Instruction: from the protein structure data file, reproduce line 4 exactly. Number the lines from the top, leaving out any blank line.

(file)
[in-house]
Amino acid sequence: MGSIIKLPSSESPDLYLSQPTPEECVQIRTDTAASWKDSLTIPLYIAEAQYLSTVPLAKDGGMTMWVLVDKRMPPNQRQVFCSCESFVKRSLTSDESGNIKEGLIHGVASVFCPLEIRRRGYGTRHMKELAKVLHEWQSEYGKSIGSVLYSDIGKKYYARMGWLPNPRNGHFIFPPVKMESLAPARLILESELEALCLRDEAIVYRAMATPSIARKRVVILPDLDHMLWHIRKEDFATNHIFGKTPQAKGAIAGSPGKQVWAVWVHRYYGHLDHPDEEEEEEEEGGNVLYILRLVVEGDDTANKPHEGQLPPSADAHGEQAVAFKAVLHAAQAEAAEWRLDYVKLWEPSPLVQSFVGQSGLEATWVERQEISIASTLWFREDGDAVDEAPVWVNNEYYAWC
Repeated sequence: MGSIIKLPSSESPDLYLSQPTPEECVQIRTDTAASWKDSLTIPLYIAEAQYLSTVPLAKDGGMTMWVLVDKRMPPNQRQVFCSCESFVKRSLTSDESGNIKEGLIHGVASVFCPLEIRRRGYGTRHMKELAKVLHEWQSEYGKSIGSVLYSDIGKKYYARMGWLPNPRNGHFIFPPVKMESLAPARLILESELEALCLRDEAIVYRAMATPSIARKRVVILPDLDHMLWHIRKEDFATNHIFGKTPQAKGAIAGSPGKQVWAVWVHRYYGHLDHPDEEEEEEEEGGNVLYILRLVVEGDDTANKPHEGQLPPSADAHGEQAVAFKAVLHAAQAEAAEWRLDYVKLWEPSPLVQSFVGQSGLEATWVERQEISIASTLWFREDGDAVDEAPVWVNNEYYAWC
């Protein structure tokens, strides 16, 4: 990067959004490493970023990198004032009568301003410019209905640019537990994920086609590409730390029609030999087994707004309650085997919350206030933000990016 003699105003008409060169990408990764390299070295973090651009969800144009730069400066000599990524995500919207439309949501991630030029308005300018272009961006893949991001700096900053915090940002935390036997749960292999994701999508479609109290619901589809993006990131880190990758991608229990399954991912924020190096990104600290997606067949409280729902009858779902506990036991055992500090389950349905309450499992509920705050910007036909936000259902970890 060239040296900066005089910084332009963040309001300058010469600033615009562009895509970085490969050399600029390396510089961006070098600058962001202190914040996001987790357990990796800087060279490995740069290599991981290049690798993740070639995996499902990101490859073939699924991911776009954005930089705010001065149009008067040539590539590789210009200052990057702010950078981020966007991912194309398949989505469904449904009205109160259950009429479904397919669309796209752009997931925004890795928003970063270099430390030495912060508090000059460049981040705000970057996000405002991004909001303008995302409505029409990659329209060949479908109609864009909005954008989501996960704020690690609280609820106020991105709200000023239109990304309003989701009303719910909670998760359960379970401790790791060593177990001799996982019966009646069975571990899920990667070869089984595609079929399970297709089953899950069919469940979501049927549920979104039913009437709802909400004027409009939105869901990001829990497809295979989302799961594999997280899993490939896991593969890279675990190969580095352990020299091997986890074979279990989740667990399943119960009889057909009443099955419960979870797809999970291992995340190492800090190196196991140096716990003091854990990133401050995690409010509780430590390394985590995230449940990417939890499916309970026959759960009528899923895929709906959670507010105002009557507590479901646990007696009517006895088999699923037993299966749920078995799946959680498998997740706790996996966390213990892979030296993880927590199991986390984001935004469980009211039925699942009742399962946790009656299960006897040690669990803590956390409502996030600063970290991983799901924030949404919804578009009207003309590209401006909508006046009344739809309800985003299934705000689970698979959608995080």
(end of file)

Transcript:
């Protein structure tokens, strides 16, 4: 990067959004490493970023990198004032009568301003410019209905640019537990994920086609590409730390029609030999087994707004309650085997919350206030933000990016 003699105003008409060169990408990764390299070295973090651009969800144009730069400066000599990524995500919207439309949501991630030029308005300018272009961006893949991001700096900053915090940002935390036997749960292999994701999508479609109290619901589809993006990131880190990758991608229990399954991912924020190096990104600290997606067949409280729902009858779902506990036991055992500090389950349905309450499992509920705050910007036909936000259902970890 060239040296900066005089910084332009963040309001300058010469600033615009562009895509970085490969050399600029390396510089961006070098600058962001202190914040996001987790357990990796800087060279490995740069290599991981290049690798993740070639995996499902990101490859073939699924991911776009954005930089705010001065149009008067040539590539590789210009200052990057702010950078981020966007991912194309398949989505469904449904009205109160259950009429479904397919669309796209752009997931925004890795928003970063270099430390030495912060508090000059460049981040705000970057996000405002991004909001303008995302409505029409990659329209060949479908109609864009909005954008989501996960704020690690609280609820106020991105709200000023239109990304309003989701009303719910909670998760359960379970401790790791060593177990001799996982019966009646069975571990899920990667070869089984595609079929399970297709089953899950069919469940979501049927549920979104039913009437709802909400004027409009939105869901990001829990497809295979989302799961594999997280899993490939896991593969890279675990190969580095352990020299091997986890074979279990989740667990399943119960009889057909009443099955419960979870797809999970291992995340190492800090190196196991140096716990003091854990990133401050995690409010509780430590390394985590995230449940990417939890499916309970026959759960009528899923895929709906959670507010105002009557507590479901646990007696009517006895088999699923037993299966749920078995799946959680498998997740706790996996966390213990892979030296993880927590199991986390984001935004469980009211039925699942009742399962946790009656299960006897040690669990803590956390409502996030600063970290991983799901924030949404919804578009009207003309590209401006909508006046009344739809309800985003299934705000689970698979959608995080």